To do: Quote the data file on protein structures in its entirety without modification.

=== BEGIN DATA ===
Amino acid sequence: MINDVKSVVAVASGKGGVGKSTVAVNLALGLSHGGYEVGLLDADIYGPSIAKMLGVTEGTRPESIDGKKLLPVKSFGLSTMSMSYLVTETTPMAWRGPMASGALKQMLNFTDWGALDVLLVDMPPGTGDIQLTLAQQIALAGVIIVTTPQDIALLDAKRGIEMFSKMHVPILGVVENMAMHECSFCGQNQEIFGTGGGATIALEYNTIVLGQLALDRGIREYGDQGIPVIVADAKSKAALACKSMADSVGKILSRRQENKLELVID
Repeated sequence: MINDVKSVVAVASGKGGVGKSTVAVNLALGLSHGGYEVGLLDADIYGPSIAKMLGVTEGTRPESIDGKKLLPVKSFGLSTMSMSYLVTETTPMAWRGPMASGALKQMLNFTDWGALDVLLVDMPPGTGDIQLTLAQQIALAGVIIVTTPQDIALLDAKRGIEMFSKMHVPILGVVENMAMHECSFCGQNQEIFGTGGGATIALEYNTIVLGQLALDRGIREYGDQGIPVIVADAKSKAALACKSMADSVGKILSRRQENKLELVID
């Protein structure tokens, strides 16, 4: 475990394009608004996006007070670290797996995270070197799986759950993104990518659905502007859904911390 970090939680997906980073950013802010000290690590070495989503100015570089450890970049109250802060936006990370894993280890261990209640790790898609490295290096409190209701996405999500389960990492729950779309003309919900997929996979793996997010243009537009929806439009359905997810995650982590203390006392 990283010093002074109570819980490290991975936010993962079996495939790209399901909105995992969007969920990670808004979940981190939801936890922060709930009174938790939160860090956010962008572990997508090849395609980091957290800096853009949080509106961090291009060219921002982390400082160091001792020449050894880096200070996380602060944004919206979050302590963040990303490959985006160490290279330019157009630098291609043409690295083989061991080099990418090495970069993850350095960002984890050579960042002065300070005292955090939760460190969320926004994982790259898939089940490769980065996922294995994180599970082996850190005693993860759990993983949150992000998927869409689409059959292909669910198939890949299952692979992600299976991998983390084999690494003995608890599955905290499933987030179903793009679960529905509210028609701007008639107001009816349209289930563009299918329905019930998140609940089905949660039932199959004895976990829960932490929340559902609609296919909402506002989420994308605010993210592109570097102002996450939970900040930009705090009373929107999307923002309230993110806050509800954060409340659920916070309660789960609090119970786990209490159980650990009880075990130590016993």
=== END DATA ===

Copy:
Amino acid sequence: MINDVKSVVAVASGKGGVGKSTVAVNLALGLSHGGYEVGLLDADIYGPSIAKMLGVTEGTRPESIDGKKLLPVKSFGLSTMSMSYLVTETTPMAWRGPMASGALKQMLNFTDWGALDVLLVDMPPGTGDIQLTLAQQIALAGVIIVTTPQDIALLDAKRGIEMFSKMHVPILGVVENMAMHECSFCGQNQEIFGTGGGATIALEYNTIVLGQLALDRGIREYGDQGIPVIVADAKSKAALACKSMADSVGKILSRRQENKLELVID
Repeated sequence: MINDVKSVVAVASGKGGVGKSTVAVNLALGLSHGGYEVGLLDADIYGPSIAKMLGVTEGTRPESIDGKKLLPVKSFGLSTMSMSYLVTETTPMAWRGPMASGALKQMLNFTDWGALDVLLVDMPPGTGDIQLTLAQQIALAGVIIVTTPQDIALLDAKRGIEMFSKMHVPILGVVENMAMHECSFCGQNQEIFGTGGGATIALEYNTIVLGQLALDRGIREYGDQGIPVIVADAKSKAALACKSMADSVGKILSRRQENKLELVID
């Protein structure tokens, strides 16, 4: 475990394009608004996006007070670290797996995270070197799986759950993104990518659905502007859904911390 970090939680997906980073950013802010000290690590070495989503100015570089450890970049109250802060936006990370894993280890261990209640790790898609490295290096409190209701996405999500389960990492729950779309003309919900997929996979793996997010243009537009929806439009359905997810995650982590203390006392 990283010093002074109570819980490290991975936010993962079996495939790209399901909105995992969007969920990670808004979940981190939801936890922060709930009174938790939160860090956010962008572990997508090849395609980091957290800096853009949080509106961090291009060219921002982390400082160091001792020449050894880096200070996380602060944004919206979050302590963040990303490959985006160490290279330019157009630098291609043409690295083989061991080099990418090495970069993850350095960002984890050579960042002065300070005292955090939760460190969320926004994982790259898939089940490769980065996922294995994180599970082996850190005693993860759990993983949150992000998927869409689409059959292909669910198939890949299952692979992600299976991998983390084999690494003995608890599955905290499933987030179903793009679960529905509210028609701007008639107001009816349209289930563009299918329905019930998140609940089905949660039932199959004895976990829960932490929340559902609609296919909402506002989420994308605010993210592109570097102002996450939970900040930009705090009373929107999307923002309230993110806050509800954060409340659920916070309660789960609090119970786990209490159980650990009880075990130590016993």